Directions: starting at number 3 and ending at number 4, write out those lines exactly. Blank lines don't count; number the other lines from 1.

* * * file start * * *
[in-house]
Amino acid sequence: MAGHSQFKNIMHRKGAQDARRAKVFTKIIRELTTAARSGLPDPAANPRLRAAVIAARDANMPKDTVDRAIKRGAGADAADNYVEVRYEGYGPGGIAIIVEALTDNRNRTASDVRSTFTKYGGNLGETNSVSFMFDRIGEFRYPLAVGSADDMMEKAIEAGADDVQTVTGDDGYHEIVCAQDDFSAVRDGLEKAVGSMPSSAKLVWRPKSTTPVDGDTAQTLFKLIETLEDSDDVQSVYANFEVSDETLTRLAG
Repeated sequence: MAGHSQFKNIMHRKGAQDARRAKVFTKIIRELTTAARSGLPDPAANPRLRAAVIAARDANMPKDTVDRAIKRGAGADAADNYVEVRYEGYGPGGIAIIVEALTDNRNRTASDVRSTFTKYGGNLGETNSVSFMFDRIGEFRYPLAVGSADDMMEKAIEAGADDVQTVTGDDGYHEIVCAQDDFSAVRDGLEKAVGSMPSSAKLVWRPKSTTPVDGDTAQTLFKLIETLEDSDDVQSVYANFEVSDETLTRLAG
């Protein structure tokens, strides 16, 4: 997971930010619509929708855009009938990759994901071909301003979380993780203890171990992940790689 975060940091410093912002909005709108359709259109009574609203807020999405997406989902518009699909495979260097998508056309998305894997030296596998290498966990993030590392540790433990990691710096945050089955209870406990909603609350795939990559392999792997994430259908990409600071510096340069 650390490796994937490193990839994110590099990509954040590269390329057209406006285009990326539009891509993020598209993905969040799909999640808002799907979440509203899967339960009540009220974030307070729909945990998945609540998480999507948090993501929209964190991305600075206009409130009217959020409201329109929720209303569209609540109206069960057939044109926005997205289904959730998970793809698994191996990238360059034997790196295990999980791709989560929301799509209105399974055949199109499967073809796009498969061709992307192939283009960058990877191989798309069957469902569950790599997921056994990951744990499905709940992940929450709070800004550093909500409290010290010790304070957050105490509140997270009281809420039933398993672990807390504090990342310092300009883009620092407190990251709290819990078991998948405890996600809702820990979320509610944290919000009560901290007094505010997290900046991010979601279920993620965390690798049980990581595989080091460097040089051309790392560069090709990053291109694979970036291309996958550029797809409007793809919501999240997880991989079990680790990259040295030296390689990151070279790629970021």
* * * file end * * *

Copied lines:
Repeated sequence: MAGHSQFKNIMHRKGAQDARRAKVFTKIIRELTTAARSGLPDPAANPRLRAAVIAARDANMPKDTVDRAIKRGAGADAADNYVEVRYEGYGPGGIAIIVEALTDNRNRTASDVRSTFTKYGGNLGETNSVSFMFDRIGEFRYPLAVGSADDMMEKAIEAGADDVQTVTGDDGYHEIVCAQDDFSAVRDGLEKAVGSMPSSAKLVWRPKSTTPVDGDTAQTLFKLIETLEDSDDVQSVYANFEVSDETLTRLAG
């Protein structure tokens, strides 16, 4: 997971930010619509929708855009009938990759994901071909301003979380993780203890171990992940790689 975060940091410093912002909005709108359709259109009574609203807020999405997406989902518009699909495979260097998508056309998305894997030296596998290498966990993030590392540790433990990691710096945050089955209870406990909603609350795939990559392999792997994430259908990409600071510096340069 650390490796994937490193990839994110590099990509954040590269390329057209406006285009990326539009891509993020598209993905969040799909999640808002799907979440509203899967339960009540009220974030307070729909945990998945609540998480999507948090993501929209964190991305600075206009409130009217959020409201329109929720209303569209609540109206069960057939044109926005997205289904959730998970793809698994191996990238360059034997790196295990999980791709989560929301799509209105399974055949199109499967073809796009498969061709992307192939283009960058990877191989798309069957469902569950790599997921056994990951744990499905709940992940929450709070800004550093909500409290010290010790304070957050105490509140997270009281809420039933398993672990807390504090990342310092300009883009620092407190990251709290819990078991998948405890996600809702820990979320509610944290919000009560901290007094505010997290900046991010979601279920993620965390690798049980990581595989080091460097040089051309790392560069090709990053291109694979970036291309996958550029797809409007793809919501999240997880991989079990680790990259040295030296390689990151070279790629970021």